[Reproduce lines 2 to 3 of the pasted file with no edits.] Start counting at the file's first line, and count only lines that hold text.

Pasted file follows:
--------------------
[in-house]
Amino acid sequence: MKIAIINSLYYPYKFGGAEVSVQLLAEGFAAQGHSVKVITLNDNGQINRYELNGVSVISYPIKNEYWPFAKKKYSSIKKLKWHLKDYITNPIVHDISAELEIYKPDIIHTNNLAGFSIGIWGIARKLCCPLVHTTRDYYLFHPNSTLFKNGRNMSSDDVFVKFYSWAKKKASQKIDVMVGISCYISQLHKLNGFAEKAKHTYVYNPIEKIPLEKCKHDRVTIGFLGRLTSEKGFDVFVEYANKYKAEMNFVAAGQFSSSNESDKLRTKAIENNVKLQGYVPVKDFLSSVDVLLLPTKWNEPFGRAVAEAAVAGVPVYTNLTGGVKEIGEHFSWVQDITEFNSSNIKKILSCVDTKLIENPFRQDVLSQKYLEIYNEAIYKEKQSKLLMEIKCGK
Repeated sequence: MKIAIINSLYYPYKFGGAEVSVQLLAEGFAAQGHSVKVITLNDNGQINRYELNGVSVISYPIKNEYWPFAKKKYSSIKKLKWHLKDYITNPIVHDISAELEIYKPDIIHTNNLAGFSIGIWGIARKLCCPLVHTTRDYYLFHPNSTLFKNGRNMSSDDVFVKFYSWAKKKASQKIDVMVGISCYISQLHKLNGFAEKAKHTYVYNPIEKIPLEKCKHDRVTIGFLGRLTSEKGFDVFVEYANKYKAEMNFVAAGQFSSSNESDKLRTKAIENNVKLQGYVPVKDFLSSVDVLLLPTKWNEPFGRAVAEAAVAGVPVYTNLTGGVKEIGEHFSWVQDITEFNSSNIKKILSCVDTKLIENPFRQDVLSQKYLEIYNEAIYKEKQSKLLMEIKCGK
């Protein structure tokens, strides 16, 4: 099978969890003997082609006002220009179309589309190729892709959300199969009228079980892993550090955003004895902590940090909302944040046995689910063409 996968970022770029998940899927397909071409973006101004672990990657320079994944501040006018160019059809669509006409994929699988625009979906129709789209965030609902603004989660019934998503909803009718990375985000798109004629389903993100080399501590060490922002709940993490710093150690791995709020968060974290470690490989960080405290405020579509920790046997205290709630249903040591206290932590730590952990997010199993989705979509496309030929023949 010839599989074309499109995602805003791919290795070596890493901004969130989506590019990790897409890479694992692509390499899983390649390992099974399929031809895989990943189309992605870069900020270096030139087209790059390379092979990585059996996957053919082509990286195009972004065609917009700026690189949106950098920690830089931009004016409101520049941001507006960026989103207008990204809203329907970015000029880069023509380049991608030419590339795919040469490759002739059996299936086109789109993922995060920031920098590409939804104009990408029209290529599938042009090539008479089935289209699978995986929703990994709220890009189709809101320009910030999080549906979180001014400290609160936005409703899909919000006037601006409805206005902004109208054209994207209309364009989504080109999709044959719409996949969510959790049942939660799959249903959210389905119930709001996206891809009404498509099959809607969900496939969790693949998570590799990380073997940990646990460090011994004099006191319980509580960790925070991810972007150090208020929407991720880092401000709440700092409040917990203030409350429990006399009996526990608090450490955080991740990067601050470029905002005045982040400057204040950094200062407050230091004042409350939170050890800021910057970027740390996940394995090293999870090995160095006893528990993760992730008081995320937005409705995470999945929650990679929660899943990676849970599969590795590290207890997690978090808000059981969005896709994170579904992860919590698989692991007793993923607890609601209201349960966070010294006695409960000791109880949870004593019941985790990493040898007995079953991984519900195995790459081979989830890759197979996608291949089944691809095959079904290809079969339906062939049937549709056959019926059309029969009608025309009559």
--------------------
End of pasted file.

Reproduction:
Amino acid sequence: MKIAIINSLYYPYKFGGAEVSVQLLAEGFAAQGHSVKVITLNDNGQINRYELNGVSVISYPIKNEYWPFAKKKYSSIKKLKWHLKDYITNPIVHDISAELEIYKPDIIHTNNLAGFSIGIWGIARKLCCPLVHTTRDYYLFHPNSTLFKNGRNMSSDDVFVKFYSWAKKKASQKIDVMVGISCYISQLHKLNGFAEKAKHTYVYNPIEKIPLEKCKHDRVTIGFLGRLTSEKGFDVFVEYANKYKAEMNFVAAGQFSSSNESDKLRTKAIENNVKLQGYVPVKDFLSSVDVLLLPTKWNEPFGRAVAEAAVAGVPVYTNLTGGVKEIGEHFSWVQDITEFNSSNIKKILSCVDTKLIENPFRQDVLSQKYLEIYNEAIYKEKQSKLLMEIKCGK
Repeated sequence: MKIAIINSLYYPYKFGGAEVSVQLLAEGFAAQGHSVKVITLNDNGQINRYELNGVSVISYPIKNEYWPFAKKKYSSIKKLKWHLKDYITNPIVHDISAELEIYKPDIIHTNNLAGFSIGIWGIARKLCCPLVHTTRDYYLFHPNSTLFKNGRNMSSDDVFVKFYSWAKKKASQKIDVMVGISCYISQLHKLNGFAEKAKHTYVYNPIEKIPLEKCKHDRVTIGFLGRLTSEKGFDVFVEYANKYKAEMNFVAAGQFSSSNESDKLRTKAIENNVKLQGYVPVKDFLSSVDVLLLPTKWNEPFGRAVAEAAVAGVPVYTNLTGGVKEIGEHFSWVQDITEFNSSNIKKILSCVDTKLIENPFRQDVLSQKYLEIYNEAIYKEKQSKLLMEIKCGK